Hobo With a Shotgun is a Canadian genre film. I have a general rule that unless your name is David Cronenberg or Guy Maddin, you should generally find the Canadian genre film to be pretty weak. To catch anyone up to speed on Canadian cinema, modern Canuck films fall into two camps, they are either French-language arty dramas made in Quebec or hard to stomach films that should’ve been made-for-tv such as Bon Cop, Bad Cop or Gunless. A unique third category are what I call the secretly Canadian, which includes films like Splice and Resident Evil: Extinction that are part Canadian part French and German productions respectively. But these films aren’t usually directed by Canadians nor do they prominently star Canadian casts so I don’t count them.
Having the Canadian tag attached to it, I walked into Hobo With a Shotgun with some hesitation. At first, all my worst fears came true. Camera work looked shoddy, the main villains in the film do not inspire me to hate the characters, but the actors portraying them. I was ready to slump uncomfortably in my chair when all of a sudden, something rare happened. It’s unusual for my opinion on a film to change midway through, but as soon as Rutger Hauer picks up his weapon of choice, my attitude towards the film took a total flip. The film felt tighter, and Hauer character lept into basass territory making watching the film a much easier experience. On top of Hauer, we have his sidekick Abby played by Molly Dunsworth who has minimal dialouge and screentime, but shines brightly in her role. The obnoxious villains get also get a backseat to a duo of robotic soldiers known as The Plague. They aren’t super interesting, but they also don’t talk making them infinitely superior to the other duo. Here’s a handy chart to hear what I’m all about.
Hobo does not avoid the Canuck trait of showcasing how Canadian it really is. I usually find these home country elements a bit forced, but there are some good injokes in Hobo. Let’s get the bad ones out of the way first with George Stroumboulopoulos, a former MuchMusic VJ and current CBC host making a cameo as a newscaster. This wouldn’t bother me so much if people didn’t cheer when they saw him in on the screen at the Mayfair. Next we have gratuitous use of hockey skates in the film. Oi. Do we have to fill in every Bob & Doug McKenzie stereotype? Doesn’t do it for me. Now let’s get to the better Canadian tropes.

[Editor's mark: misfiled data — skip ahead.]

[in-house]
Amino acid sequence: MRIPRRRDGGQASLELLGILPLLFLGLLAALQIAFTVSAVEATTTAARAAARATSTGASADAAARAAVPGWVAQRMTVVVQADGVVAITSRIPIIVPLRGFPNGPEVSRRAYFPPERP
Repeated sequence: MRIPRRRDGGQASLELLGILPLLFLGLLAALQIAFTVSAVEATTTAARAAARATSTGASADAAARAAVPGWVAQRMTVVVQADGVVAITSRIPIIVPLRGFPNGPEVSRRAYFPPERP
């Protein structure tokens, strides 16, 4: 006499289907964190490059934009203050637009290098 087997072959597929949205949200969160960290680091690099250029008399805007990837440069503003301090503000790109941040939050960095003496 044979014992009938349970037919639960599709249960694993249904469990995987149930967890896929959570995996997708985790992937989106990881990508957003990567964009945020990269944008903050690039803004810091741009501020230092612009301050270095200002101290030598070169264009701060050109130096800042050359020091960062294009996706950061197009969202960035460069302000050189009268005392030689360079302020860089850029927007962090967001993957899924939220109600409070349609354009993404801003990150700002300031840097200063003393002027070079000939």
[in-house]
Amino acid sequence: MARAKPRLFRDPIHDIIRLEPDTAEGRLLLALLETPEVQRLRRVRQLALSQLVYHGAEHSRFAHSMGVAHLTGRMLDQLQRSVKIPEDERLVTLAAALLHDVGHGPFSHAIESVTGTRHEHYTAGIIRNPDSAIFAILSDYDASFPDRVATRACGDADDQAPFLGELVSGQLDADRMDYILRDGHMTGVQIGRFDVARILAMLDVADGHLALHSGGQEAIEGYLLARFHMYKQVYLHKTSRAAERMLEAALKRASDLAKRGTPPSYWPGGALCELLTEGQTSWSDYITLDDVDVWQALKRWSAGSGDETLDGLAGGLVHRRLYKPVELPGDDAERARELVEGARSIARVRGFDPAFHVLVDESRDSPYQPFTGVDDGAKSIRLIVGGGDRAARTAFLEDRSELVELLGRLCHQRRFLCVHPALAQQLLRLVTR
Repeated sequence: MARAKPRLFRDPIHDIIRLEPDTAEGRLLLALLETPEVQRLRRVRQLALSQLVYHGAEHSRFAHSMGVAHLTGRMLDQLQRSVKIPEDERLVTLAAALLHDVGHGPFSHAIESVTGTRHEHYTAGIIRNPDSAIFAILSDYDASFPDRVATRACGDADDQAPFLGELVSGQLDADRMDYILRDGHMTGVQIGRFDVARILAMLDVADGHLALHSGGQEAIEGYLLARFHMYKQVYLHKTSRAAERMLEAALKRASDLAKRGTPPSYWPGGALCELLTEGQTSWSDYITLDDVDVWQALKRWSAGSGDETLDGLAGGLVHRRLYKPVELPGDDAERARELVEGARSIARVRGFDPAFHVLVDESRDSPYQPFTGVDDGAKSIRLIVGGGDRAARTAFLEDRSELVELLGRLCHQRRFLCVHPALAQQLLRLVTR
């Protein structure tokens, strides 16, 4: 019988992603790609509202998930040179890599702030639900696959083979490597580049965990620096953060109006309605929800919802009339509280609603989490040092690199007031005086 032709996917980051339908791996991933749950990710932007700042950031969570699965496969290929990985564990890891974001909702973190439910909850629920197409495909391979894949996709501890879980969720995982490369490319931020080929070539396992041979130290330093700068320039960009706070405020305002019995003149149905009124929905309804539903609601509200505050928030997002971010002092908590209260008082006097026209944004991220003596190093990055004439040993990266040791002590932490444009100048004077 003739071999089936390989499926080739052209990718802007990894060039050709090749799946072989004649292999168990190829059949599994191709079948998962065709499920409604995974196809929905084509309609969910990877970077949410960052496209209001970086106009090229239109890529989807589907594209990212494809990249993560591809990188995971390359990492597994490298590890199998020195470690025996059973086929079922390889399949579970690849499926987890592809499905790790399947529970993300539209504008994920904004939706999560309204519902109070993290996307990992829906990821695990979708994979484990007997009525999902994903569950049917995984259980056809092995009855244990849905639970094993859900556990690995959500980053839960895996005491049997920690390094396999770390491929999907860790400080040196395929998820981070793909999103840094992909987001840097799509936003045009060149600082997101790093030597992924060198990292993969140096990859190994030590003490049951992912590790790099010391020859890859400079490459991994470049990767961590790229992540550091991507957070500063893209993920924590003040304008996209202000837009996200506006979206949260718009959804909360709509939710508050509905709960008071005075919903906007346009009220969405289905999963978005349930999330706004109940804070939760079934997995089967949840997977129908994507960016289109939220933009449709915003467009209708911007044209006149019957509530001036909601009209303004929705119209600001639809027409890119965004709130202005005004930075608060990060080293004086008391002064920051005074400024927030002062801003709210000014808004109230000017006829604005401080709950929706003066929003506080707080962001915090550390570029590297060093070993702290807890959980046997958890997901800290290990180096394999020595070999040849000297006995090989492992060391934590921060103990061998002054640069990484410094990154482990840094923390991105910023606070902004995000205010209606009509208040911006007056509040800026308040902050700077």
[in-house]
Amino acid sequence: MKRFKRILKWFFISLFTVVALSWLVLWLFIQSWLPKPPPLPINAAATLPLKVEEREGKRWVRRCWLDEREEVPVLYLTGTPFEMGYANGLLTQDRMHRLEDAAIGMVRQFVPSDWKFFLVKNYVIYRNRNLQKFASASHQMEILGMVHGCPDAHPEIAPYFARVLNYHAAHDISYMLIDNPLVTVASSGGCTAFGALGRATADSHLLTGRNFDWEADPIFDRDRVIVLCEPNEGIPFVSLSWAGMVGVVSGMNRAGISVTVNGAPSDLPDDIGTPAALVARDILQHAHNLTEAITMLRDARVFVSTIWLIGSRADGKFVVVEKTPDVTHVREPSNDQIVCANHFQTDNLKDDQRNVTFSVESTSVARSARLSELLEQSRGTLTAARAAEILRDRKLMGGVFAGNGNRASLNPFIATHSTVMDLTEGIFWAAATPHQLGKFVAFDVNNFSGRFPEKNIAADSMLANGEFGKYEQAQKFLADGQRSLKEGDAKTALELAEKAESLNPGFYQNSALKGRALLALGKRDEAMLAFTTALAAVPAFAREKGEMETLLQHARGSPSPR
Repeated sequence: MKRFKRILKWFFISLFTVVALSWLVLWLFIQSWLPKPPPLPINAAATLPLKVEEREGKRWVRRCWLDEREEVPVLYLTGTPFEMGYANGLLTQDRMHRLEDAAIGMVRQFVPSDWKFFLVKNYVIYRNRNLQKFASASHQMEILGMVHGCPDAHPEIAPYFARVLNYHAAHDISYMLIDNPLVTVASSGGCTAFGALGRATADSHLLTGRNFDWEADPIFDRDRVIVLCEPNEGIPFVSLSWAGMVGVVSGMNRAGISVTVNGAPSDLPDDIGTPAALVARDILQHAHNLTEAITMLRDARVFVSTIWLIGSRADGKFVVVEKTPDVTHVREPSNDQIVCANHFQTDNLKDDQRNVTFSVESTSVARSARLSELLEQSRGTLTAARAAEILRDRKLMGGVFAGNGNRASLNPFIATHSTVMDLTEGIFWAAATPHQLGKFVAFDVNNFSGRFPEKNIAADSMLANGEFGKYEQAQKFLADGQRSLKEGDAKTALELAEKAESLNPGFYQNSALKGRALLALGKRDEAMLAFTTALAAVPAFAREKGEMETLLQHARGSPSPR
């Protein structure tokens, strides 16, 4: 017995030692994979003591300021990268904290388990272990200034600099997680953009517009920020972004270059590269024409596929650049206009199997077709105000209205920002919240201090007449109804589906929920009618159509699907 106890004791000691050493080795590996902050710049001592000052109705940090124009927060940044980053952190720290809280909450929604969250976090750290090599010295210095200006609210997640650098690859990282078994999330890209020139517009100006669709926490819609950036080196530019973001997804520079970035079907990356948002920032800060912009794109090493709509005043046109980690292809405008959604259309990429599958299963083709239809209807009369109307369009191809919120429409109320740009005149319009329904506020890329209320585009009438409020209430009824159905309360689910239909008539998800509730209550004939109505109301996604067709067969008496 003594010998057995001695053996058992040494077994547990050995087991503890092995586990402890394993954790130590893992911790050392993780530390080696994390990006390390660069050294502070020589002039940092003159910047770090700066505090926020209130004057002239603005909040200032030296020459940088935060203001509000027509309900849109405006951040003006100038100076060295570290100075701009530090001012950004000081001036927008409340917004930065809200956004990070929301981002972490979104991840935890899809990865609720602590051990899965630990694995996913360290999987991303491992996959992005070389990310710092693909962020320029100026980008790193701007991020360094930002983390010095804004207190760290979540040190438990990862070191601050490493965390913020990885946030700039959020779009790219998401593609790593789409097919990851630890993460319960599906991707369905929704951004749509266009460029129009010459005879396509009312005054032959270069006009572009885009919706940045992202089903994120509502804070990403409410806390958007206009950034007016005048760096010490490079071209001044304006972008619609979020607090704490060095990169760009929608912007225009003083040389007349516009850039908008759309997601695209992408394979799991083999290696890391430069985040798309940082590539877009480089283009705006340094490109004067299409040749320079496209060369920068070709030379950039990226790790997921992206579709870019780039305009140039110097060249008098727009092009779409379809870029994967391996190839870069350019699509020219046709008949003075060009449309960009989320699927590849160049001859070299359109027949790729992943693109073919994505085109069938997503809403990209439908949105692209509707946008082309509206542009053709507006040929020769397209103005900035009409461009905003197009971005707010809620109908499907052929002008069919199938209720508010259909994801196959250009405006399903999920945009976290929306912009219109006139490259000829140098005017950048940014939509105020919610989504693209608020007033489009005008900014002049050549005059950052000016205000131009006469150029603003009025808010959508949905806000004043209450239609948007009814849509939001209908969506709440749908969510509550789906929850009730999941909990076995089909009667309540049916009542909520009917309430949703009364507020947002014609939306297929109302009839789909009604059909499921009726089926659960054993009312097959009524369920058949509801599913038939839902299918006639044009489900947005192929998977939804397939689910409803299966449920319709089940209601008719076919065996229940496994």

First we have a obscure choice with this automobile:
Yes! A Bricklin! This retro-futuristic car fits perfectly with the tone of the film with it’s gull doors and a design that I only thought was only used on my Hot Wheels when I was 5! The car is a Canadian model and is used prominently throughout the film. The next Canadian reference hit me like a brick wall of nostalgia. It’s a total surprise if you are a Canadian of a certain age to hear this song playing in the background. It was such a weird surprise to me that I don’t want to spoil the song here. If you must know what it is, click here.
Despite the jump in quality in the middle of the film, there are still things that I should bring up. Hobo With a Shotgun‘s retro-aesthetic may strive for a John Carpenter and The Warriors style, but it comes off slightly miscalculated feeling more like a Troma film than Escape From New York with it’s over the top splatter and robotic villains. Some scenes in the film also make no sense and I can’t be sure if this was done purposely or not. One example is during a montage when the Hobo is taking revenge on the deadbeats in town. This scene involves Rutger entering a room with the shotgun barrell pointing in his mouth. He starts laughing. The villains start laughing. Then he pulls out the gun and shoots them. But what was going on? How did this work? What!? I’m not even going to mention the octopus tentacles.
Hobo With a Shotgun won’t change anyone’s mind on these retro-themed films. Cinematically, it’s a basic low-budget revenge plot that contains acting and filmmaking of wildly uneven quality. Perhaps even feeling a bit like a film made by University students who managed to get a hold of Rutger Hauer. I had more fun with this film than the bg budgeted Drive Angry, but I’d recommend it mostly to anyone who either love Rutger Hauer, or was born in Canada between the years ’75 and ’85. As for myself, I’m more curious than excited to see what Jason Eisener is planning next.